The study aimed to investigate the pathologic mechanism of functional brain regions in attention-deficit hyperactivity disorder (ADHD) patients through making comparisons of normal and ADHD children from the perspective of the network nodes of brain network and the intensity of functional connection between bilateral of hemispheres by resting-state functional magnetic resonance imaging (fMRI). Thirty-five ADHD and forty-two children were examined by resting-state functional magnetic resonance imaging (fMRI) scans. Data analysis was done via the degree centrality (DC) and voxel-mirrored homotopic connectivity (VMHC) approaches. Compared with healthy subjects, the ADHD group exhibited significantly decreased DC values in the right posterior cingulate gyrus, left medial superior frontal gyrus, right inferior parietal gyrus, right middle frontal gyrus, left superior frontal gyrus and right superior frontal gyms. Children with ADHD also exhibited some areas with increased DC values compared with healthy children. These regions included the cerebellar anterior lobe, right middle occipital cortex, left middle cingulate gyrus and right middle cingulate gyrus. VMHC analysis all revealed positive activation in a range of brain regions when comparing ADHD and normal children, suggesting that the VMHC scores of children with ADHD were higher in the bilateral superior frontal lobe, bilateral middle occipital lobe, and bilateral cerebellar anterior lobes. This work provides a new approach for examining the neural mechanisms underlying ADHD, demonstrating that the DC and VMHC methods enabled more comprehensive analysis that can be cross-checked.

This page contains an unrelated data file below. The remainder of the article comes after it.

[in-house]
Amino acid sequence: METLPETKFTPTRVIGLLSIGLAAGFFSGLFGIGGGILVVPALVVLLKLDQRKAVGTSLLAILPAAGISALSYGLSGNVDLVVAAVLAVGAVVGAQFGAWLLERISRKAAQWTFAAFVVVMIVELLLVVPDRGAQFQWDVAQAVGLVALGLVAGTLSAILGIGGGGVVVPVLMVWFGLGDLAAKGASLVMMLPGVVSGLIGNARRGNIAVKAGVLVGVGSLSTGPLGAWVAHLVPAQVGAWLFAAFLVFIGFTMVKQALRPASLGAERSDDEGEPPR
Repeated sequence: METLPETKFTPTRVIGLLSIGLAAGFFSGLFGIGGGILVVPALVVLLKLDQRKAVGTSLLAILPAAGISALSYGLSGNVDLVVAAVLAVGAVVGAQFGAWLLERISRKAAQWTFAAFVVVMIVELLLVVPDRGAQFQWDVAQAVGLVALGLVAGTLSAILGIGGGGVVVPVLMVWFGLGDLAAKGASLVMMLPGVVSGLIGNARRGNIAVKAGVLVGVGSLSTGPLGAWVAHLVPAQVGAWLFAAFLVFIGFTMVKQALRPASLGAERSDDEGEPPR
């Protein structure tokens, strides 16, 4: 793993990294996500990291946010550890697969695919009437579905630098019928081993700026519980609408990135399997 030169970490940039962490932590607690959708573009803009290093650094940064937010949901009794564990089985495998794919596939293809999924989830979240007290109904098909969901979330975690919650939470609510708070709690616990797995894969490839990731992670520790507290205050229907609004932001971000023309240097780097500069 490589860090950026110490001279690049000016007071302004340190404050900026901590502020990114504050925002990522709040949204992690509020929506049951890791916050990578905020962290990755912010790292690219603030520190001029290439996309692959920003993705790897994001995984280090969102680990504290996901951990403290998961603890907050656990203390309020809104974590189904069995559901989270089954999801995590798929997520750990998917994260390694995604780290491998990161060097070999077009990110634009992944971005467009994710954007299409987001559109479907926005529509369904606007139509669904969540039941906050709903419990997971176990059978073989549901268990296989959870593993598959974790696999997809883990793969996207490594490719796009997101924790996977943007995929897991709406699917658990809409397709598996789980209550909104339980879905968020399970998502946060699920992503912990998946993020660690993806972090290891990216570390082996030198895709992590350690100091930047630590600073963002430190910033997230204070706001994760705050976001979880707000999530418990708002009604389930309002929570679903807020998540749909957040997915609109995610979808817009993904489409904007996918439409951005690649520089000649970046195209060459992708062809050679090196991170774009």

Over the last three decades, advances in medical and surgical techniques have proven life saving and life improving for young children. Consequently, early and repeated exposure to general anesthetics in childhood has increased. However, accumulating evidence suggests that general anesthetics may be neurotoxic in children. Of particular concern is the neurotoxicity fetuses may suffer from maternal exposure to sevoflurane during surgeries and fetal intervention procedures performed during the second trimester, as this can cause neurodevelopmental impairment in offspring. In this review we demonstrate that the pathology associated with fetal toxicity resulting from exposure to sevoflurane during pregnancy involves oxidative stress, neuroinflammation, neuroapoptosis, and alteration of synaptic properties. The mechanisms remain to be elucidated, but may include increased tau protein phosphorylation and abnormal methylation. These findings highlight the need for a global and comprehensive understanding of the potential neurotoxicity of anesthetic exposure in fetuses and its long-term effects.